Books by Haru Wells

THE MASTER PUPPETEER by Haru Wells
FICTION
Released: Jan. 1, 1976

Here we move forward six hundred years from the 12th century Japan in Of Nightingales That Weep (1974) to a year when the country is ravaged by famine and Jiro, the puppet-maker's son, decides that a theater apprenticeship will be the best way to fill his stomach and ease the burdens of his hard-pressed family. The world of traditional puppet drama—both the glittering artifice onstage and the role-playing that continues behind the scenes—becomes a fantastic backdrop to the mystery that engulfs Jiro when he finds evidence of the Robin Hood style bandit, Saboro, hidden in the theater's storeroom. The deep bond between Jiro and the puppet-master's son Kinshi, both apparently unloved by their demanding fathers, forms this adventure's stable core, but Paterson's ability to exploit the tension between violence in the street and dreamlike confrontations of masked puppet operators is what makes this more lively and immediate then her other, equally exacting, historical fictions. Read full book review >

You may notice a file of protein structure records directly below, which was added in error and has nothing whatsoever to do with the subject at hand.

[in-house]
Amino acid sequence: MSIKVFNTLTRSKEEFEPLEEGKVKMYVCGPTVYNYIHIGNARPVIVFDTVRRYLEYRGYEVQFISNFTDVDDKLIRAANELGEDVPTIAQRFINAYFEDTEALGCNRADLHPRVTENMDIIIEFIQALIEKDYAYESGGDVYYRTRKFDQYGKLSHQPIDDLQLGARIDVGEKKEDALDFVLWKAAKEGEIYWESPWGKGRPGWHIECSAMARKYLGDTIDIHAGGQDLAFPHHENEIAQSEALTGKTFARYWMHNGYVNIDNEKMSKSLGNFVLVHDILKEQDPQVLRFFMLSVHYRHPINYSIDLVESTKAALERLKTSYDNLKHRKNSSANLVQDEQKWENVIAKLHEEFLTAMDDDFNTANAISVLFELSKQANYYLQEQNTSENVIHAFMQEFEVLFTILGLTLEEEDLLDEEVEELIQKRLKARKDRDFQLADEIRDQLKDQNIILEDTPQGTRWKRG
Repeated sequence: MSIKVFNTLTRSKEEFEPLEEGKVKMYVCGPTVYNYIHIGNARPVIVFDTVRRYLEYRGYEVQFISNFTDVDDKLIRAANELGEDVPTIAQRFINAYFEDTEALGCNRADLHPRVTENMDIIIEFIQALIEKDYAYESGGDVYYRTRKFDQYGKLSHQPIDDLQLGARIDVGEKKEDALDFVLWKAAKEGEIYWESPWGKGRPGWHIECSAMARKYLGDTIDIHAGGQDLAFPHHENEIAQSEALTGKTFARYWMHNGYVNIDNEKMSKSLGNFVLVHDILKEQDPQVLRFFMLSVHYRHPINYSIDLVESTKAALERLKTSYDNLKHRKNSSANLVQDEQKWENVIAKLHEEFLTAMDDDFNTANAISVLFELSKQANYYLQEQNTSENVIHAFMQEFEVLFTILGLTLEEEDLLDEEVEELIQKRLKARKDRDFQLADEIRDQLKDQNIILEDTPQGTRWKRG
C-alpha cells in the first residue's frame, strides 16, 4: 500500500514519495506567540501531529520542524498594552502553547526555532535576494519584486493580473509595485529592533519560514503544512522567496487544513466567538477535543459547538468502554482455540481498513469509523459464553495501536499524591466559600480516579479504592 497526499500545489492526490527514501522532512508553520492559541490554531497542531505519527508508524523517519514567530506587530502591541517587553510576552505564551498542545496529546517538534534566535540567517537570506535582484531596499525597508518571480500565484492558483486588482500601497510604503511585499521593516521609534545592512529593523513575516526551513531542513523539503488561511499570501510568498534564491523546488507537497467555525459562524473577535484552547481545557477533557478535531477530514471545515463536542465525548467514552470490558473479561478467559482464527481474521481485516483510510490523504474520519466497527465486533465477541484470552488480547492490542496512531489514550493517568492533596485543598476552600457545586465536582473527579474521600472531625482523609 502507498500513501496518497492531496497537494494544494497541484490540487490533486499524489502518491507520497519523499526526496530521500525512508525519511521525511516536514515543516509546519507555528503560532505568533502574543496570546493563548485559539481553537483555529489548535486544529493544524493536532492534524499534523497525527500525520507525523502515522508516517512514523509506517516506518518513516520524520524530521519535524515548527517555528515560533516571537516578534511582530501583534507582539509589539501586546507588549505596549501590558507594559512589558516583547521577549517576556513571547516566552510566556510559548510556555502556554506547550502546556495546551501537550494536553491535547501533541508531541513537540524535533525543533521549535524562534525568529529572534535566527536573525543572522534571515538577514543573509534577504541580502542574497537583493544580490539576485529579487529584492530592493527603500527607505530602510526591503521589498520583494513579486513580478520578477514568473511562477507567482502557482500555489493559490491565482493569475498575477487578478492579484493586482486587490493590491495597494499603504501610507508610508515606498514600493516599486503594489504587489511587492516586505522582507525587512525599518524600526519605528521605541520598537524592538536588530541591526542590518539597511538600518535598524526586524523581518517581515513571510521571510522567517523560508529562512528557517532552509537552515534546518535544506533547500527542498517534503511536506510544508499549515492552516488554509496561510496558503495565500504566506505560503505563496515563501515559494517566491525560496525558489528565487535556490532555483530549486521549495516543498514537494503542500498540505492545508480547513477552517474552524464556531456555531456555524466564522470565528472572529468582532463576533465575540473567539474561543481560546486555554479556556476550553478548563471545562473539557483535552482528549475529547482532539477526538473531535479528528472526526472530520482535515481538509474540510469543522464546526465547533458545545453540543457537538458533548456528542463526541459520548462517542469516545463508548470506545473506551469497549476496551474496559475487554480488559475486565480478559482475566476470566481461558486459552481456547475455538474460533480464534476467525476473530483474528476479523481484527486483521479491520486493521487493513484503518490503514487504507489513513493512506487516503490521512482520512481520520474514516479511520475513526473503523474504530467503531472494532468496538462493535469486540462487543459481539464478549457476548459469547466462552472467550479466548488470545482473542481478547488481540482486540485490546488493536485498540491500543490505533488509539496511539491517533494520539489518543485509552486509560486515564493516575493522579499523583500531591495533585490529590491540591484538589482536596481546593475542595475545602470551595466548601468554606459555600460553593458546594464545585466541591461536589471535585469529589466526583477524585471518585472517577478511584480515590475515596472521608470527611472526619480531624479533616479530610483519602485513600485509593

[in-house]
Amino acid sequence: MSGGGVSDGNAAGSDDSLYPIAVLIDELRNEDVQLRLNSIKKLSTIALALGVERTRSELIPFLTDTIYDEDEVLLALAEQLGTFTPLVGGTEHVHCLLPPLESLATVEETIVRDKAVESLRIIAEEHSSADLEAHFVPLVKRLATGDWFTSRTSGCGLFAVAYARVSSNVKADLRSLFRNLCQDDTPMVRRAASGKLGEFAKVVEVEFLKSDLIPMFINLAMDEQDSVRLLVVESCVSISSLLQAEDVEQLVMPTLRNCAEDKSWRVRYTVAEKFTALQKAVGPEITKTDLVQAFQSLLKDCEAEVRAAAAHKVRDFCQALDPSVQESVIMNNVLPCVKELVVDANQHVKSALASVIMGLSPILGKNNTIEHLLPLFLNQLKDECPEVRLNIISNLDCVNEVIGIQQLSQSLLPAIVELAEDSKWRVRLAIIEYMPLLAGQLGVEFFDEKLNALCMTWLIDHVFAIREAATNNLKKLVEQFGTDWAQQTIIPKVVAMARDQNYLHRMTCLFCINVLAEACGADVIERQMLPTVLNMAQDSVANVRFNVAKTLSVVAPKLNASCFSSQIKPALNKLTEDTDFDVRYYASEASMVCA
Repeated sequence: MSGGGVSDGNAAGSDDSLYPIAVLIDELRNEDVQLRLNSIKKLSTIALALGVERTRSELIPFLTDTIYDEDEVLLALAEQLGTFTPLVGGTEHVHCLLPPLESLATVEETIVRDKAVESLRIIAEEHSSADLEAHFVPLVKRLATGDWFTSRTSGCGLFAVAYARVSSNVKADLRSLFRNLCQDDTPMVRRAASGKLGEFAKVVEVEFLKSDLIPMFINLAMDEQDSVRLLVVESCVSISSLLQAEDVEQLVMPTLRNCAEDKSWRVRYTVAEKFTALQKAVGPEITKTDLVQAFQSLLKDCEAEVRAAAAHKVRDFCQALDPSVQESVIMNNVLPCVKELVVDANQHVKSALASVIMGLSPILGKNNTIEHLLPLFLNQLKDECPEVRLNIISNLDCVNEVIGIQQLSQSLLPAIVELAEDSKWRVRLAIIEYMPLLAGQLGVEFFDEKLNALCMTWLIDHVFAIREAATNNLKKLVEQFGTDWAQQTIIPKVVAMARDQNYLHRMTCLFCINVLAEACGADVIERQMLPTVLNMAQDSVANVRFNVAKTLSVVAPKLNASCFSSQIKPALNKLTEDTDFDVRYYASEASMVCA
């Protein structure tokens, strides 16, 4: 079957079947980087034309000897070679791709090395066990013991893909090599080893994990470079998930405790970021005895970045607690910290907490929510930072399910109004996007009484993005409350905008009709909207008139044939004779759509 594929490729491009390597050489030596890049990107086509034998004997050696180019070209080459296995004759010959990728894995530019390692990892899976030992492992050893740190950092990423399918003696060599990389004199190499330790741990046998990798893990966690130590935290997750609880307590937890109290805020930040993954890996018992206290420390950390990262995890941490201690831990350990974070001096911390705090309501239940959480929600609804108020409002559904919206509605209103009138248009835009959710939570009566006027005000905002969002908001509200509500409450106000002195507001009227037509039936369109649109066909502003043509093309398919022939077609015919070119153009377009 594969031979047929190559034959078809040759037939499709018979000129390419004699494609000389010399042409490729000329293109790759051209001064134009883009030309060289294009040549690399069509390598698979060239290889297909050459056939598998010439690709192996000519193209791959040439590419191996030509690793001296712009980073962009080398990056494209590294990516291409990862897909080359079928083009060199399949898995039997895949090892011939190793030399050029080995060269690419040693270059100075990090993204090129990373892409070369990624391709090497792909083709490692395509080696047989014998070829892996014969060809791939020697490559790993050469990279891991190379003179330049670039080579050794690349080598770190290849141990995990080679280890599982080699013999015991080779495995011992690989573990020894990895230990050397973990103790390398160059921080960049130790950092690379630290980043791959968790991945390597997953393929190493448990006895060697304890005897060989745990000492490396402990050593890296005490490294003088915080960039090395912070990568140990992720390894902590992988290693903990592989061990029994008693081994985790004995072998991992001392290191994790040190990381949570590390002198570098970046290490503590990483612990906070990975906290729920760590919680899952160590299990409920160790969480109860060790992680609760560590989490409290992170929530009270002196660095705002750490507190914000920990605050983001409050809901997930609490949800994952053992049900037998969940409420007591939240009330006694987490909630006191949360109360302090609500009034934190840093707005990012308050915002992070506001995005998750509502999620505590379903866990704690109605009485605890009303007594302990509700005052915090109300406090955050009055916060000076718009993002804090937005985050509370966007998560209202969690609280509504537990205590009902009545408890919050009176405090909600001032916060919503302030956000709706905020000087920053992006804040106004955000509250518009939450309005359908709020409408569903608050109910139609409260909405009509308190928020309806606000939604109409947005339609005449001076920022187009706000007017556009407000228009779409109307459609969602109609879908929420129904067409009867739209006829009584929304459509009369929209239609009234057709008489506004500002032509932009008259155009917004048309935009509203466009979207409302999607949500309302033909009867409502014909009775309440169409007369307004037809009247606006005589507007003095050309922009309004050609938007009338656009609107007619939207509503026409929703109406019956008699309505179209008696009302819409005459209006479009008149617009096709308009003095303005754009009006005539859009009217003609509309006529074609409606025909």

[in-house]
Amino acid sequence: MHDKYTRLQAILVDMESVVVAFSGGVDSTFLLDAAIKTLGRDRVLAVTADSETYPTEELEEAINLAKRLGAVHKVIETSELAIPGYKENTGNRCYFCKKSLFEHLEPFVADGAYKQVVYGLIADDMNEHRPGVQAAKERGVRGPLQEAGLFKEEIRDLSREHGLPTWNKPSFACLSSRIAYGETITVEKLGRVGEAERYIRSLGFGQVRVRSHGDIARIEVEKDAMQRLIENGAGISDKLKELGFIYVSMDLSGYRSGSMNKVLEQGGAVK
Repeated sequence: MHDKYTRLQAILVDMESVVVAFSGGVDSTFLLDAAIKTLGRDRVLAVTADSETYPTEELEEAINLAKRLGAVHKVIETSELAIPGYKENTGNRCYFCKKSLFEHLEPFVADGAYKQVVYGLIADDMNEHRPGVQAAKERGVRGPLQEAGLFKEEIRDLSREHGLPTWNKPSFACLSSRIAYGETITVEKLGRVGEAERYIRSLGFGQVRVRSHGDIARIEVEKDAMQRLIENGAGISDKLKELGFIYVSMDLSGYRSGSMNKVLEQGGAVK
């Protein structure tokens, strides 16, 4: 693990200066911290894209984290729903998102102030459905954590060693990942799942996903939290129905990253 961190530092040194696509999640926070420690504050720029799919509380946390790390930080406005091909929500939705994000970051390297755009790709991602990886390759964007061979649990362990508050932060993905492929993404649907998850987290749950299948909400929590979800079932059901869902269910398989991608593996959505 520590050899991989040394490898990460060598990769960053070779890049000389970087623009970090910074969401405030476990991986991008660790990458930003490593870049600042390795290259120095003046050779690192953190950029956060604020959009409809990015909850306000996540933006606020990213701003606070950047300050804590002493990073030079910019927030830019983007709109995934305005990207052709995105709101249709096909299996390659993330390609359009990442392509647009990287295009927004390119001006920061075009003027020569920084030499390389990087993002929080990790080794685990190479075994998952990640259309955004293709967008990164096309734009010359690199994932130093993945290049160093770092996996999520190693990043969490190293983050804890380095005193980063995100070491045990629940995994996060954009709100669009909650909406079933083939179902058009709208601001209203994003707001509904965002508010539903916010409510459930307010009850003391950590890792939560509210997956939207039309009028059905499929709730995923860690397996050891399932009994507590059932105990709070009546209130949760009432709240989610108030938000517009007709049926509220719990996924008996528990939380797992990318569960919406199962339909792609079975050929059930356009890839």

OF NIGHTINGALES THAT WEEP by Haru Wells
FICTION
Released: Sept. 23, 1974

Like Muna in The Sign of the Chrysanthemum (KR, 1973) Takiko, the daughter of a samurai, is a young teenager in 12th century Japan who loses a parent and moves about on her own during the wars between the Heike and the Genii dans. First seen as a protected child, Takiko adjusts to a humbler rural existence after her father's death, later becomes a favorite entertainer at the court of the infant emperor, is preoccupied then by her once-consummated love affair with an enemy spy, shares the pain and humiliation of her exiled court's defeat at sea, and at last endures exhausting, disfiguring field work beside the ugly, misshapen potter — her dead mother's second husband -whom Takiko herself decides in the end to marry. Again the exquisitely reconstructed backgrounds and episodes and the gradual character development will induce admirers of historical fiction to share Takiko's experience of her times and follow her dramatic progress from innocence to extremity. Read full book review >